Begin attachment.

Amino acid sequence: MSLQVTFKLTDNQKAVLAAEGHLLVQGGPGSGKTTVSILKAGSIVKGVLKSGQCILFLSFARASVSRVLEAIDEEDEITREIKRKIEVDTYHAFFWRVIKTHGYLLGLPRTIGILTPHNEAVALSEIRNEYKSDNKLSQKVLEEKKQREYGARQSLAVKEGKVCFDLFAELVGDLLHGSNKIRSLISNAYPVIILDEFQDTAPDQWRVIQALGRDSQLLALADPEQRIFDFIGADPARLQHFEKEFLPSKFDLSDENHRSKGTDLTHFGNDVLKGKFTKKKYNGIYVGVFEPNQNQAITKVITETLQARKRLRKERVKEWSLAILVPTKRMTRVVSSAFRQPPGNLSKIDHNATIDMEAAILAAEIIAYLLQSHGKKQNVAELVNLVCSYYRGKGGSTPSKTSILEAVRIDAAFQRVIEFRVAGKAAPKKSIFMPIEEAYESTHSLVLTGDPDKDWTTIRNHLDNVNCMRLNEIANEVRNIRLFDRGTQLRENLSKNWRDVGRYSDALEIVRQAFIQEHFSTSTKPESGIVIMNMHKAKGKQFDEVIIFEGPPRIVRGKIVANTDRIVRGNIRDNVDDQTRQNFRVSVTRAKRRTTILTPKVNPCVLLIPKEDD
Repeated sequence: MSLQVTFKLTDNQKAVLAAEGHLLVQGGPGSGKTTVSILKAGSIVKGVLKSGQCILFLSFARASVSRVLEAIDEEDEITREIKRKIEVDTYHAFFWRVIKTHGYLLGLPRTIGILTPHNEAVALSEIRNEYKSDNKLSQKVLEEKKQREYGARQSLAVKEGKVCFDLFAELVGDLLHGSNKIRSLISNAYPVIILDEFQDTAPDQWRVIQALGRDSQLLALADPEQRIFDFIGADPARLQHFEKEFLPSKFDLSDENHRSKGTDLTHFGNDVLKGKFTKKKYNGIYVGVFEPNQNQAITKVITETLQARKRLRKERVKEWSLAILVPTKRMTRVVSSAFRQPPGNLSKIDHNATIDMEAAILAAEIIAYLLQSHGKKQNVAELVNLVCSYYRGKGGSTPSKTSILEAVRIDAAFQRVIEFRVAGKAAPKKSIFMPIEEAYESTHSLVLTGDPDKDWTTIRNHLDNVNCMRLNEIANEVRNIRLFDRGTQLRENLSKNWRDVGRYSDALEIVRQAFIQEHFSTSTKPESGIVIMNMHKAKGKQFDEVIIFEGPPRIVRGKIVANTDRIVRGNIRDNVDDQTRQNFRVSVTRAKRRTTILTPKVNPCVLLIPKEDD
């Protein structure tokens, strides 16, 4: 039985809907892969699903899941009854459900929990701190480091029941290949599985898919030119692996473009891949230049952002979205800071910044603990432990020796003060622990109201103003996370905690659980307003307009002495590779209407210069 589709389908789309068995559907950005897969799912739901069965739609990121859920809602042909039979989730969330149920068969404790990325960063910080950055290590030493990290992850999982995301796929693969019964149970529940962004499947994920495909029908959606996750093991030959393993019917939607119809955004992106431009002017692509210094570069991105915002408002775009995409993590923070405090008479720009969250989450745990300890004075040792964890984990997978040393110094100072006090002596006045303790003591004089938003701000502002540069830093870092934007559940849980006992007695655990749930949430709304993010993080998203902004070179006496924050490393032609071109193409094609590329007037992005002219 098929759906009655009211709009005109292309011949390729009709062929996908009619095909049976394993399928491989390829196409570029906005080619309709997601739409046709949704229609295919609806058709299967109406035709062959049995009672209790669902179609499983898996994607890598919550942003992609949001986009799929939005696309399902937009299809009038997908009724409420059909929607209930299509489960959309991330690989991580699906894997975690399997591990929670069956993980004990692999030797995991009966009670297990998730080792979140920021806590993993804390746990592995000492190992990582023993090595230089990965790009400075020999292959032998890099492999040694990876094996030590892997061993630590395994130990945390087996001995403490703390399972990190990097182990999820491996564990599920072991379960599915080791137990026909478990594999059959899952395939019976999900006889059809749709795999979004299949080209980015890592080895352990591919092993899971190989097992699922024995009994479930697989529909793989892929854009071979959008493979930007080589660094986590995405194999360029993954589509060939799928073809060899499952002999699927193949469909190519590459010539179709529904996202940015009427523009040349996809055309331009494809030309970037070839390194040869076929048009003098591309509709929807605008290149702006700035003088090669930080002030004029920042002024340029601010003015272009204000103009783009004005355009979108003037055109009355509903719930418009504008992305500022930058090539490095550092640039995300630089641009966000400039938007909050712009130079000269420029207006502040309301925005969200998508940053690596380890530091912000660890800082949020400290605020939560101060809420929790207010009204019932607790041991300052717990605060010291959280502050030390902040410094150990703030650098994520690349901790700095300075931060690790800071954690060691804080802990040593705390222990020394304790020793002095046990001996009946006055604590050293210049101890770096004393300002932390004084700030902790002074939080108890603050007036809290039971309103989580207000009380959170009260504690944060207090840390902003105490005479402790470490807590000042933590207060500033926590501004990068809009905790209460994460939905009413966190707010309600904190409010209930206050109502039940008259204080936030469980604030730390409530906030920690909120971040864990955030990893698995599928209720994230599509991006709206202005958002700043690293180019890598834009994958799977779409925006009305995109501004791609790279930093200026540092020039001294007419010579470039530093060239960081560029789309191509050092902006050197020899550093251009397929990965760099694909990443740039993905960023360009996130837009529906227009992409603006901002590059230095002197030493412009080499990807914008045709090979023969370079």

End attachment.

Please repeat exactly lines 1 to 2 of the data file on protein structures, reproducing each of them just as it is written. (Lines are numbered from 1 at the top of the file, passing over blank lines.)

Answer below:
Amino acid sequence: MSLQVTFKLTDNQKAVLAAEGHLLVQGGPGSGKTTVSILKAGSIVKGVLKSGQCILFLSFARASVSRVLEAIDEEDEITREIKRKIEVDTYHAFFWRVIKTHGYLLGLPRTIGILTPHNEAVALSEIRNEYKSDNKLSQKVLEEKKQREYGARQSLAVKEGKVCFDLFAELVGDLLHGSNKIRSLISNAYPVIILDEFQDTAPDQWRVIQALGRDSQLLALADPEQRIFDFIGADPARLQHFEKEFLPSKFDLSDENHRSKGTDLTHFGNDVLKGKFTKKKYNGIYVGVFEPNQNQAITKVITETLQARKRLRKERVKEWSLAILVPTKRMTRVVSSAFRQPPGNLSKIDHNATIDMEAAILAAEIIAYLLQSHGKKQNVAELVNLVCSYYRGKGGSTPSKTSILEAVRIDAAFQRVIEFRVAGKAAPKKSIFMPIEEAYESTHSLVLTGDPDKDWTTIRNHLDNVNCMRLNEIANEVRNIRLFDRGTQLRENLSKNWRDVGRYSDALEIVRQAFIQEHFSTSTKPESGIVIMNMHKAKGKQFDEVIIFEGPPRIVRGKIVANTDRIVRGNIRDNVDDQTRQNFRVSVTRAKRRTTILTPKVNPCVLLIPKEDD
Repeated sequence: MSLQVTFKLTDNQKAVLAAEGHLLVQGGPGSGKTTVSILKAGSIVKGVLKSGQCILFLSFARASVSRVLEAIDEEDEITREIKRKIEVDTYHAFFWRVIKTHGYLLGLPRTIGILTPHNEAVALSEIRNEYKSDNKLSQKVLEEKKQREYGARQSLAVKEGKVCFDLFAELVGDLLHGSNKIRSLISNAYPVIILDEFQDTAPDQWRVIQALGRDSQLLALADPEQRIFDFIGADPARLQHFEKEFLPSKFDLSDENHRSKGTDLTHFGNDVLKGKFTKKKYNGIYVGVFEPNQNQAITKVITETLQARKRLRKERVKEWSLAILVPTKRMTRVVSSAFRQPPGNLSKIDHNATIDMEAAILAAEIIAYLLQSHGKKQNVAELVNLVCSYYRGKGGSTPSKTSILEAVRIDAAFQRVIEFRVAGKAAPKKSIFMPIEEAYESTHSLVLTGDPDKDWTTIRNHLDNVNCMRLNEIANEVRNIRLFDRGTQLRENLSKNWRDVGRYSDALEIVRQAFIQEHFSTSTKPESGIVIMNMHKAKGKQFDEVIIFEGPPRIVRGKIVANTDRIVRGNIRDNVDDQTRQNFRVSVTRAKRRTTILTPKVNPCVLLIPKEDD